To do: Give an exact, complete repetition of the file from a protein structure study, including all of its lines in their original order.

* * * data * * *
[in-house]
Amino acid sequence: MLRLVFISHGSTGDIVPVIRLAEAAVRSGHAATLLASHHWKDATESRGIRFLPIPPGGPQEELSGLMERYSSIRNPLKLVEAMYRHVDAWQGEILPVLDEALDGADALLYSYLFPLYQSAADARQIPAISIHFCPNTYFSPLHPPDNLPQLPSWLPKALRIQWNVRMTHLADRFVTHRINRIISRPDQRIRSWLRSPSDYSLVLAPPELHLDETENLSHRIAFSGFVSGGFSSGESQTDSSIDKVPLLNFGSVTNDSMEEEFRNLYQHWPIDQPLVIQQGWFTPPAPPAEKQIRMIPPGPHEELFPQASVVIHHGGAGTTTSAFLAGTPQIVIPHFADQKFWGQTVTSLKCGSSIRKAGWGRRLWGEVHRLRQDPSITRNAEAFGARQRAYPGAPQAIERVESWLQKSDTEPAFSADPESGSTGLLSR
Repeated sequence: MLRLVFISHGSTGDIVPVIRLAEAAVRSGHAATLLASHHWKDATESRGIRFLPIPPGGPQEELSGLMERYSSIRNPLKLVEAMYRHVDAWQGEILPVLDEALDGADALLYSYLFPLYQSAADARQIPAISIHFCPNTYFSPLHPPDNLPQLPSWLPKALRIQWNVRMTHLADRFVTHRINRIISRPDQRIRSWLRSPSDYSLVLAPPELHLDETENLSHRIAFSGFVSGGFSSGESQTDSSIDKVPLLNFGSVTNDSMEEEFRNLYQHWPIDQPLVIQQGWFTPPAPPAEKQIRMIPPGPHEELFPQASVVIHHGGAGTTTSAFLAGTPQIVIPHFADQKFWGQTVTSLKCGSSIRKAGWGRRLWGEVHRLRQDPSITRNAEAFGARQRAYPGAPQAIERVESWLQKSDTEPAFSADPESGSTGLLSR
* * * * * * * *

[in-house]
Amino acid sequence: MLRLVFISHGSTGDIVPVIRLAEAAVRSGHAATLLASHHWKDATESRGIRFLPIPPGGPQEELSGLMERYSSIRNPLKLVEAMYRHVDAWQGEILPVLDEALDGADALLYSYLFPLYQSAADARQIPAISIHFCPNTYFSPLHPPDNLPQLPSWLPKALRIQWNVRMTHLADRFVTHRINRIISRPDQRIRSWLRSPSDYSLVLAPPELHLDETENLSHRIAFSGFVSGGFSSGESQTDSSIDKVPLLNFGSVTNDSMEEEFRNLYQHWPIDQPLVIQQGWFTPPAPPAEKQIRMIPPGPHEELFPQASVVIHHGGAGTTTSAFLAGTPQIVIPHFADQKFWGQTVTSLKCGSSIRKAGWGRRLWGEVHRLRQDPSITRNAEAFGARQRAYPGAPQAIERVESWLQKSDTEPAFSADPESGSTGLLSR
Repeated sequence: MLRLVFISHGSTGDIVPVIRLAEAAVRSGHAATLLASHHWKDATESRGIRFLPIPPGGPQEELSGLMERYSSIRNPLKLVEAMYRHVDAWQGEILPVLDEALDGADALLYSYLFPLYQSAADARQIPAISIHFCPNTYFSPLHPPDNLPQLPSWLPKALRIQWNVRMTHLADRFVTHRINRIISRPDQRIRSWLRSPSDYSLVLAPPELHLDETENLSHRIAFSGFVSGGFSSGESQTDSSIDKVPLLNFGSVTNDSMEEEFRNLYQHWPIDQPLVIQQGWFTPPAPPAEKQIRMIPPGPHEELFPQASVVIHHGGAGTTTSAFLAGTPQIVIPHFADQKFWGQTVTSLKCGSSIRKAGWGRRLWGEVHRLRQDPSITRNAEAFGARQRAYPGAPQAIERVESWLQKSDTEPAFSADPESGSTGLLSR